This is not supposed to be some sort of defense of Orthodox Judaism. Rather this is making fun of UnOrthodox Judaism. They are lost without their own identity.

Thursday, October 14, 2010

Liberal Lunacy 5: Complete Inheritance Tax

There are people who propose a 100% inheritance tax. They say that people should earn what they can earn themselves, not be given gifts that give them an advantage other people do not. When rich parents give their children millions of dollars it is unfair for poor people, because the rich have an advantage over the poor. Therefore, there must be a 100% inheritance tax that takes away this money from the rich so that their children should earn their money just like everyone else. That is what is fair.

A problem with such a law is how will this law actually be enforced? Let us say that an old man knows he is going to die soon. So instead of writing a will to give his money as inheritance he simply gives out his money to his children as he is still alive. That way when he dies his children already received all the money. The complete inheritance tax just makes it a minor inconvenience for rich people to give out their money. Thus, the goal of preventing the children from inheriting millions from their parents is not achieved. It will still happen. The only way to prevent the rich from giving money to their children is to regulate the way rich people can spend their money. I am sure I do not have to explain why such a system is a totalitarian system. So such a egalitarian goal is incompatible with a free society.

But the method of enforcing such a law is not even the main problem with it. The major problem with such a goal is that it is impossible to make the world fair. Some people are born extraordinary smart. Some people are born really dumb. The smart ones have it easier to learn than the dumb ones. It is certainly unfair that there are smart people and dumb people. What must the state do? Must the state keep the smart people out of universities because it is unfair for the dumb people? Or must the state accept exactly 1/2 smart and 1/2 dumb people because that is fair? Or consider really beautiful people. Some people are ugly. The beautiful people would be able to find physically attractive people to sleep with, the ugly would have a big difficultly here. That is unfair. Or consider healthy people. Some people hardly ever get sick. Some are constantly stricken with disease. Is that fair? What must the state do? Must the state now forcefully inject into healthy people diseases so that they can be sick too because that is fair?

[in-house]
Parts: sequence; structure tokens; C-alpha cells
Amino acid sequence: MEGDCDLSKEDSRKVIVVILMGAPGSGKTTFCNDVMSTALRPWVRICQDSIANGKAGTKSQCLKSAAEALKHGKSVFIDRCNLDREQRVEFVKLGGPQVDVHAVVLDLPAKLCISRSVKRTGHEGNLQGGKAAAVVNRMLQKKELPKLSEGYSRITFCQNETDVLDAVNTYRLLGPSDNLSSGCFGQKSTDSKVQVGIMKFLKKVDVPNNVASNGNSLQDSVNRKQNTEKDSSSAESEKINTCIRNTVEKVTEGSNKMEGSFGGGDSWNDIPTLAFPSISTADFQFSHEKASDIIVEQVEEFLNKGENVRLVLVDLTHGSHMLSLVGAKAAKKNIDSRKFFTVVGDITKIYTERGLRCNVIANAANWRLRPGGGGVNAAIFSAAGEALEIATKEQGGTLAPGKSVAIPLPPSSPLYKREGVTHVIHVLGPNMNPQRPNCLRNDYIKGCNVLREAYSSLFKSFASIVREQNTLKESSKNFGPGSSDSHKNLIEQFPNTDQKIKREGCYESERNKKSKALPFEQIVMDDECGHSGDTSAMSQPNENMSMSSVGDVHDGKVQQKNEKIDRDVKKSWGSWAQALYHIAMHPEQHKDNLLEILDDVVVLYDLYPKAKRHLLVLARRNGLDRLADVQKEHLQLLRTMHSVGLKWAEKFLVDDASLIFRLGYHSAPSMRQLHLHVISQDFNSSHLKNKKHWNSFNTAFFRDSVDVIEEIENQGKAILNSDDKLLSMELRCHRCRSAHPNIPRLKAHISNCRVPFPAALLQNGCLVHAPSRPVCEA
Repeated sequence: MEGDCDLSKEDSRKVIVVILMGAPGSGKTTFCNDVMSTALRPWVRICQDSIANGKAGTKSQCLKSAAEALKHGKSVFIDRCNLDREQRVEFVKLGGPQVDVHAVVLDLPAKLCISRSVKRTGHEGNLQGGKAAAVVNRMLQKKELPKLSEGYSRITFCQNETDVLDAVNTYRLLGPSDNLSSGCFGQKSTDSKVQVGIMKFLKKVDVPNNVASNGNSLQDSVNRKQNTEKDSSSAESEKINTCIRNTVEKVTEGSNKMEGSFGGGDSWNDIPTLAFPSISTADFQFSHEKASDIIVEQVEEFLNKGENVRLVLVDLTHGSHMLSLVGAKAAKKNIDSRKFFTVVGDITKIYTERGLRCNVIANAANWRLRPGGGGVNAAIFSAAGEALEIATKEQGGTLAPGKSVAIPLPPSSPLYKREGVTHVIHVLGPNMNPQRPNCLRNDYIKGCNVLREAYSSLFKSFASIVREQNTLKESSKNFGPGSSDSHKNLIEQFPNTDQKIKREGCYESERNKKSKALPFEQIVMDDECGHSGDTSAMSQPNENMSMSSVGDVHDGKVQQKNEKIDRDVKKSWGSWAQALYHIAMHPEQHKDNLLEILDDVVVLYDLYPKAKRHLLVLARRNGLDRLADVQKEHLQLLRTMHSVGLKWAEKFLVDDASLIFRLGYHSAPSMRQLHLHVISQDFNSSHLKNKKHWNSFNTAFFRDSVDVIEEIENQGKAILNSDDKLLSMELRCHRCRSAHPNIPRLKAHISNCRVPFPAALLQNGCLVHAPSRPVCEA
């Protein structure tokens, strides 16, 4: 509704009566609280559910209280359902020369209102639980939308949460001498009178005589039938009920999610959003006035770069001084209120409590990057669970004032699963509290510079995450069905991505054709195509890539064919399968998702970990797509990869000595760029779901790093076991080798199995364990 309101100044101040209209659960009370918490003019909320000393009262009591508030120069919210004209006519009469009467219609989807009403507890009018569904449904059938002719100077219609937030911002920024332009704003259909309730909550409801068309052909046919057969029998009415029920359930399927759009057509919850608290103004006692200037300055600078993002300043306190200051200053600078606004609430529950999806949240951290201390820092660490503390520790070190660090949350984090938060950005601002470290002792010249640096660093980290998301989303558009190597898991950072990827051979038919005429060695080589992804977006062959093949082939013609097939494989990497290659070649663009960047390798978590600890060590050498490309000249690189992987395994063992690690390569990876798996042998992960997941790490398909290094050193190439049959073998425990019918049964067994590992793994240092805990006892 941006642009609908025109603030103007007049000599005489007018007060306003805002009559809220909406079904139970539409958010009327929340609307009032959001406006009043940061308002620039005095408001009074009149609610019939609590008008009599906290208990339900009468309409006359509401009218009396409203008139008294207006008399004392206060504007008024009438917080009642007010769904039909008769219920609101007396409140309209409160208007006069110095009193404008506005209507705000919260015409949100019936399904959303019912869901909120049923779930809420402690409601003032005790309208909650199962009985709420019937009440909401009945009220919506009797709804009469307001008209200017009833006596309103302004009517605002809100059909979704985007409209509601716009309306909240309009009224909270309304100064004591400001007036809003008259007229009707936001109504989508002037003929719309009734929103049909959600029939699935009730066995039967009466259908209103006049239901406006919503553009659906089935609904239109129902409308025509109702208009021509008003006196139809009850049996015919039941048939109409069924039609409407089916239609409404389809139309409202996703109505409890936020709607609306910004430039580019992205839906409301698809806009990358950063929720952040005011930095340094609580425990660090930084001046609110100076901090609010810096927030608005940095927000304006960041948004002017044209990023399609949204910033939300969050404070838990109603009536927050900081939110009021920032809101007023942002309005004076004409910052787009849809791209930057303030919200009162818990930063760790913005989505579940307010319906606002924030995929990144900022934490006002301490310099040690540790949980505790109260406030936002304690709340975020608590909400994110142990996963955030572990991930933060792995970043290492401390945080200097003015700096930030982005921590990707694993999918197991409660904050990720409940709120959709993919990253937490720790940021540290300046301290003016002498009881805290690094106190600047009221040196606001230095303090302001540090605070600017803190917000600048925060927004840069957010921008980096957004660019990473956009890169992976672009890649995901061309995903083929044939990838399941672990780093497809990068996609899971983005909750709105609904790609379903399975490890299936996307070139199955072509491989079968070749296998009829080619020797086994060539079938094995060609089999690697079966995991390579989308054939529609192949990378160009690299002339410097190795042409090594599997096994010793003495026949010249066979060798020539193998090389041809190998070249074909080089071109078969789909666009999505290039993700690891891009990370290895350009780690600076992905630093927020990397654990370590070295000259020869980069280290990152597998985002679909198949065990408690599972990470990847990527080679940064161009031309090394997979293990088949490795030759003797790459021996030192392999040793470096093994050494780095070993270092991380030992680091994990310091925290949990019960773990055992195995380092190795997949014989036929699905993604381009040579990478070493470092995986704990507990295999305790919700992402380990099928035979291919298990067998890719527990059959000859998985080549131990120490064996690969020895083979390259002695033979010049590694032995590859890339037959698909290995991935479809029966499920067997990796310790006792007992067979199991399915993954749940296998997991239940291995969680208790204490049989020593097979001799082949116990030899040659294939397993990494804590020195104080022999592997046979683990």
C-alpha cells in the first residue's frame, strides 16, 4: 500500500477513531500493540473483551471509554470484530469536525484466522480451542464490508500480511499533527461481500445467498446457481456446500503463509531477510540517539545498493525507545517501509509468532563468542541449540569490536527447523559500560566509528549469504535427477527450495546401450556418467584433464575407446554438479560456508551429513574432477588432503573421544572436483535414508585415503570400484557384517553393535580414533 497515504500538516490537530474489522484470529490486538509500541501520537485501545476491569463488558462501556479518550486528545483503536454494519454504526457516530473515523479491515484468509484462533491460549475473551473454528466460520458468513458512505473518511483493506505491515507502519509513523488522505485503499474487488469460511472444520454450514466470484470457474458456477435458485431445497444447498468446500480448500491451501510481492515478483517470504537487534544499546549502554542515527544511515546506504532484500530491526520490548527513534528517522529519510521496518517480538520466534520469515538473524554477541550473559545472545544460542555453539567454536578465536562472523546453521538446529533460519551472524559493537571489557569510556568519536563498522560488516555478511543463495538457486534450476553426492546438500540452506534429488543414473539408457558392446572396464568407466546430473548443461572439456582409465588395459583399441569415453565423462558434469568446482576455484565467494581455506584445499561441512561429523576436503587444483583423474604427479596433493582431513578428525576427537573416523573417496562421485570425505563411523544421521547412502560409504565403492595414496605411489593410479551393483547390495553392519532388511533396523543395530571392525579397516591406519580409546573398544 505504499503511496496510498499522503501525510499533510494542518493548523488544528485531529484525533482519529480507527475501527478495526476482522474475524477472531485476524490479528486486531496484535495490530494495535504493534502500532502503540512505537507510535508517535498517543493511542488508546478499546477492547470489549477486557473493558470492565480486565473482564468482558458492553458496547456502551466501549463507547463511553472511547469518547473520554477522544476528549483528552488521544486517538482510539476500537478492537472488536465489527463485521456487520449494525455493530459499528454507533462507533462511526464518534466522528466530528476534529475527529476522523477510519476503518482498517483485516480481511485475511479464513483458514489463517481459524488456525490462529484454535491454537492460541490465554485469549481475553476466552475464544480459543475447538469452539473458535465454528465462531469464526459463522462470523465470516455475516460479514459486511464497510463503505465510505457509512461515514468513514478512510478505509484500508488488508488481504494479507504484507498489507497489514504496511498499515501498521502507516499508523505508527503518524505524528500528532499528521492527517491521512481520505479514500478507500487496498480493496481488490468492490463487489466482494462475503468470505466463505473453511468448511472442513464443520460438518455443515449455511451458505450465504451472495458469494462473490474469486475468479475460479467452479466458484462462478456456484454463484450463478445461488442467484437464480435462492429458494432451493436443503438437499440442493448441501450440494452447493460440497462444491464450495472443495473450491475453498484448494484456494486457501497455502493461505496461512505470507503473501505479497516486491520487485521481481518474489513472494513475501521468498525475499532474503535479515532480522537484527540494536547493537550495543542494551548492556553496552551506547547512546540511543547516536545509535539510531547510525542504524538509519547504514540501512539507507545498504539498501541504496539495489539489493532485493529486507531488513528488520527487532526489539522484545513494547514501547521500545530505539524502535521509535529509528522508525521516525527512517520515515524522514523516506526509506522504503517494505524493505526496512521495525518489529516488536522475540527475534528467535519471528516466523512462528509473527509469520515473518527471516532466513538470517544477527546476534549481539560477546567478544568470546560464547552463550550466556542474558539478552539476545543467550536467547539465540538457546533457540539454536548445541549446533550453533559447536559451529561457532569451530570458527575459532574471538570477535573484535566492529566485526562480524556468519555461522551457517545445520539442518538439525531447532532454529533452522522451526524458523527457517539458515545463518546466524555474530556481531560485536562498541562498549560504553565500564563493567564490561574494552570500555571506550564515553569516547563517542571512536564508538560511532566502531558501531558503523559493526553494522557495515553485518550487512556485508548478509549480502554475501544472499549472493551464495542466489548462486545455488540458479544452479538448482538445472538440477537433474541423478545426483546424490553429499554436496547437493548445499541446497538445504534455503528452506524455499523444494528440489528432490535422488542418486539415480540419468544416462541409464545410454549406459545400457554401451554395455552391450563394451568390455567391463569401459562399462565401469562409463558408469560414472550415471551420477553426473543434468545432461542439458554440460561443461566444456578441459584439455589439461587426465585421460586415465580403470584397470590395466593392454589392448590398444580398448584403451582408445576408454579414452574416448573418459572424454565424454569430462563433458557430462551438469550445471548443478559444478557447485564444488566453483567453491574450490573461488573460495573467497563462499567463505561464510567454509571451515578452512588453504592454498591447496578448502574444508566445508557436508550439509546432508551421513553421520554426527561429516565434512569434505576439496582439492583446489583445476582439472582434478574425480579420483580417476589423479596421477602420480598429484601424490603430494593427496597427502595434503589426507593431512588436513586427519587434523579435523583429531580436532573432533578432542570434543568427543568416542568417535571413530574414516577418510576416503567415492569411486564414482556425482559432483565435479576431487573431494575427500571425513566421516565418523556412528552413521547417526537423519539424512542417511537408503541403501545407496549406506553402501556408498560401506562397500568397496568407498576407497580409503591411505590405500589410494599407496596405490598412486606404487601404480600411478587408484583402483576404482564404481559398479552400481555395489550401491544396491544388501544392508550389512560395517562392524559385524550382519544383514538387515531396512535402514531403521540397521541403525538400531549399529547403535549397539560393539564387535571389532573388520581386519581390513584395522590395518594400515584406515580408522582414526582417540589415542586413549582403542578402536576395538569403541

There is nothing fair about this world whatsoever. The amount of money people have is actually one of the more fairer things in the world. Because rich ugly sick people would give up their money to look attractive and be healthy. They do not value their money as much as beautiful people value their beauty or healthy people value their health.

It is certainly true that rich children will have it easier in this world, but it is also true that children from intelligent partents would also have it easier in this world. Must the state prevent professors from educating their children because it is unfair for children who did not come from intelligent families? Some kids are taught to play the violin by their parents and have a valuable skill as a gift from their parents. Most kids do not have this talent. That is unfair. But must the state prevent parents from educating the kids from playing the violin because it is unfair for other children?